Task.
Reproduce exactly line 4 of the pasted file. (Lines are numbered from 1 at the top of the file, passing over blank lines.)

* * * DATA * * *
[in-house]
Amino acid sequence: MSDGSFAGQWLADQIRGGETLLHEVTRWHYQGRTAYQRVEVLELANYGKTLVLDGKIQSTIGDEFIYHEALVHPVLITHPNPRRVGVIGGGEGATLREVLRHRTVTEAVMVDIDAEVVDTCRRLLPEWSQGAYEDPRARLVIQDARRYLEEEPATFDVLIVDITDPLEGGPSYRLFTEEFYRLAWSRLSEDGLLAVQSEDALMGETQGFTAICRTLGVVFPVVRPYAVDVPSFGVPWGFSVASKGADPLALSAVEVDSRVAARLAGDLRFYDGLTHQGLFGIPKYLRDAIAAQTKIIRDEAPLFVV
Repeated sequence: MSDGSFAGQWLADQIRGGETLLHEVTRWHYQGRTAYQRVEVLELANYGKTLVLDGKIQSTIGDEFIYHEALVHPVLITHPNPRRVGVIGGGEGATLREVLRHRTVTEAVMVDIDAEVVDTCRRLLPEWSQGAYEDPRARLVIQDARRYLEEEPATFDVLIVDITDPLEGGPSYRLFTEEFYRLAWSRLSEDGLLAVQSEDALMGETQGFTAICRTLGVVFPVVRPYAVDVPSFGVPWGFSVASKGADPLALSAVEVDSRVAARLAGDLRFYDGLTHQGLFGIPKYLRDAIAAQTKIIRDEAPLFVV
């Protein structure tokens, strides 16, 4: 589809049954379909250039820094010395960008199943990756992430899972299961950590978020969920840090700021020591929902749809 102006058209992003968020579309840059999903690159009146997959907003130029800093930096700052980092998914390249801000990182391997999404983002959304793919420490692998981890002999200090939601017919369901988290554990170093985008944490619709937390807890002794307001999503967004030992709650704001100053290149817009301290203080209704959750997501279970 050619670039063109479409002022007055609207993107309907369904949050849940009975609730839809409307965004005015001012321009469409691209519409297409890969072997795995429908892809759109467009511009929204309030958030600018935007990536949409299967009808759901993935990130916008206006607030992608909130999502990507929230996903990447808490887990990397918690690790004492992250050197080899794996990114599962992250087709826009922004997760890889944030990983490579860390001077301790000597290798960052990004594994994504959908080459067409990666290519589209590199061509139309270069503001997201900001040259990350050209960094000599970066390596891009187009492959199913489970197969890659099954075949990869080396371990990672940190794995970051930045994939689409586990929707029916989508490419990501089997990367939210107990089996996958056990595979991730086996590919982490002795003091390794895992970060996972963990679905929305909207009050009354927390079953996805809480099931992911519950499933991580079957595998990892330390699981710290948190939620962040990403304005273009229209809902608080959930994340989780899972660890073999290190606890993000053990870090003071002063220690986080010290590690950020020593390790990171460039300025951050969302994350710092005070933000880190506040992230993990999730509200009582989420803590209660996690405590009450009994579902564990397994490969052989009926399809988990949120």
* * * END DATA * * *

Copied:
């Protein structure tokens, strides 16, 4: 589809049954379909250039820094010395960008199943990756992430899972299961950590978020969920840090700021020591929902749809 102006058209992003968020579309840059999903690159009146997959907003130029800093930096700052980092998914390249801000990182391997999404983002959304793919420490692998981890002999200090939601017919369901988290554990170093985008944490619709937390807890002794307001999503967004030992709650704001100053290149817009301290203080209704959750997501279970 050619670039063109479409002022007055609207993107309907369904949050849940009975609730839809409307965004005015001012321009469409691209519409297409890969072997795995429908892809759109467009511009929204309030958030600018935007990536949409299967009808759901993935990130916008206006607030992608909130999502990507929230996903990447808490887990990397918690690790004492992250050197080899794996990114599962992250087709826009922004997760890889944030990983490579860390001077301790000597290798960052990004594994994504959908080459067409990666290519589209590199061509139309270069503001997201900001040259990350050209960094000599970066390596891009187009492959199913489970197969890659099954075949990869080396371990990672940190794995970051930045994939689409586990929707029916989508490419990501089997990367939210107990089996996958056990595979991730086996590919982490002795003091390794895992970060996972963990679905929305909207009050009354927390079953996805809480099931992911519950499933991580079957595998990892330390699981710290948190939620962040990403304005273009229209809902608080959930994340989780899972660890073999290190606890993000053990870090003071002063220690986080010290590690950020020593390790990171460039300025951050969302994350710092005070933000880190506040992230993990999730509200009582989420803590209660996690405590009450009994579902564990397994490969052989009926399809988990949120």